In the 18th and early 19th centuries Highgate chapel was often portrayed, perhaps because it stood opposite the Gatehouse and had links with eminent residents. (fn. 321) William Cole remarked on its fine monuments in 1750, when he singled out those to William Platt (d. 1637) and his wife, Sir Francis Pemberton (d. 1697), and Lewis Atterbury (d. 1731), (fn. 322) although in 1816 the building itself was considered humble and to have a 'trifling' tower. (fn. 323) On the chapel's closure in 1832 five 18th-century monuments were transferred to the new church, as were the plate and registers. (fn. 324) The Platts' monument, restored at the expense of St. John's College, Cambridge, was installed in the old church of St. Pancras, (fn. 325) while Pemberton's memorial was moved to Trumpington (Cambs.) (fn. 326) and Atterbury's to Hornsey parish church. (fn. 327) The old chapel was then dismantled, part of it becoming overgrown with ivy and part serving as a five court until the site was cleared for rebuilding in 1865. (fn. 328) The burial ground, closed in 1857, (fn. 329) contained 17th-century slabs (fn. 330) in 1976 but the remains of Coleridge, in a vault beneath the new school chapel, were removed to St. Michael's church in 1961. (fn. 331)
The existing church of ST. MICHAEL is set back from South Grove on the crest of Highgate Hill, facing south-east and, with its spire, dominating the skyline. The building is of pale stock brick with stone dressings and consists of an aisled and clerestoreyed nave with three galleries, western tower with octagonal spire, and chancel with vestries beneath. (fn. 332) A plan of 1822 to rebuild the old chapel a little farther north was abandoned when the school's governors had to end their responsibility and in 1830 Charles Barry proposed a church on the site of Sir William Ashurst's decayed mansion. (fn. 333) There the new church, built to the design of Lewis Vulliamy, was consecrated in 1832. (fn. 334) Half of the total cost was met by the Church Building Commissioners and one-fifth by the governors of the school. (fn. 335) Vulliamy's mixed Gothic style has generally won praise for its elegance, (fn. 336) although in the late 19th century many considered it impure. (fn. 337) The nave, with its octagonal piers, is light and spacious. Buttresses and crocketed pinnacles adorn both the spire and the body of the building, increasing its resemblance to Vulliamy's demolished Christ Church, Woburn Square. (fn. 338)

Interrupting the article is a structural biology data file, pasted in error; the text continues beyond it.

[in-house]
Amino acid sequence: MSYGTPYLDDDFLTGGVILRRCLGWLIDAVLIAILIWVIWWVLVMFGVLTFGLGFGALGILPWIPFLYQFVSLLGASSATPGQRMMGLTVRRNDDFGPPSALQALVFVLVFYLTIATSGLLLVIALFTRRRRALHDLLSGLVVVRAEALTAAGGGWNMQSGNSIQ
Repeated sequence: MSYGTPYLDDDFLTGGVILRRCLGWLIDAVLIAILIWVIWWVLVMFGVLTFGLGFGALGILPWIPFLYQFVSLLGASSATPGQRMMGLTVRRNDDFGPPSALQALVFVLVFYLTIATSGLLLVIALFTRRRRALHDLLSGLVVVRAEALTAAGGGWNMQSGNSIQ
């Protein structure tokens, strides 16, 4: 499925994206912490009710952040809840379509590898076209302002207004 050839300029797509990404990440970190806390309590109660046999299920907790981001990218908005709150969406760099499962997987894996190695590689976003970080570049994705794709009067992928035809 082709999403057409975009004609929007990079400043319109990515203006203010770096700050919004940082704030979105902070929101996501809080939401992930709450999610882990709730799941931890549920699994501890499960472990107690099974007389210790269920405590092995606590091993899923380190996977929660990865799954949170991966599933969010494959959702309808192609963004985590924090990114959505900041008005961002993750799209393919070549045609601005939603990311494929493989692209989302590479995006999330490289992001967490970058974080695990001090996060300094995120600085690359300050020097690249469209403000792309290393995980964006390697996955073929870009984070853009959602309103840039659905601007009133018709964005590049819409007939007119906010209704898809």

The original seating capacity was for 1,520, (fn. 339) including places for the poor and for Cholmley's school. There was an eastern vestry until 1880-1, when the chancel was built by C. H. M. Mileham under a faculty of 1878 and seating for the choir was introduced. (fn. 340) The nave and aisles were reseated at that time. A new reredos had been installed in 1873 and enrichment and further alterations at the east end were begun in 1903 under Temple Moore and included the provision of a side chapel at the end of the south aisle. The spire was struck for the third time by lightning in 1903, when the church had temporarily to be closed, (fn. 341) and was again damaged, with much of the fabric, by a flying bomb in Waterlow Park in 1944. Restoration was carried out in stages between 1946 and 1954.
An organ was installed in the west gallery in 1842, lowered in 1859, (fn. 342) and replaced by one behind the choir in 1885. The original east window (fn. 343) was replaced in 1889 by one by C. E. Kempe, who later designed glass for the side chapel. Temple Moore's embellishments included the addition of saints' figures and colouring the reredos in 1903 and the erection of a screen on the south side of the chancel in 1905. Kempe's east window was largely destroyed in 1944 but some pieces were placed behind the organ in the east wall of the chancel aisle and a new east window, one of the last works of Evie Hone, was dedicated in 1954. (fn. 344) The first memorial designed for the church was that to Coleridge (d. 1834). The most imposing of the monuments from the old chapel is one for John Schoppens (d. 1720) and his wife. The others commemorate Rebecca Pauncefort (d. 1719), Sir Edward Gould (d. 1728), Samuel Forster (d. 1752) and his wife, and John Edwards (d. 1769). (fn. 345) The church has one bell, cast in 1847 by G. Mears and given, with the clock, by George Crawshay of Ivy House. (fn. 346)
By 1676 Highgate chapel possessed a cup and cover, bought by the governors in 1636, a paten, perhaps acquired at the same time, and two flagons given by Mrs. Jane Savage. The plate was all of silver and was the responsibility of the lecturer, who in 1695 deposited it at Sir William Ashurst's house. William Thatcher later presented a silver paten, Edward Pauncefort paid for all the plate to be gilded, and a silver-gilt spoon of 1773 was inscribed to the chapel with the date 1774. Much if not all of the old plate passed to the churchwardens of St. Michael's, who in 1900 held a paten datemarked 1636, a flagon of 1668, Thatcher's plate of 1710, and the spoon of 1773. (fn. 347) In 1908 the vestry declined to return them to the school, on legal advice, (fn. 348) and thereafter retained them, (fn. 349) with other pieces presented in the 19th century. (fn. 350) The registers, which are complete, contain baptisms from 1634, marriages from 1635, and burials from 1633. (fn. 351)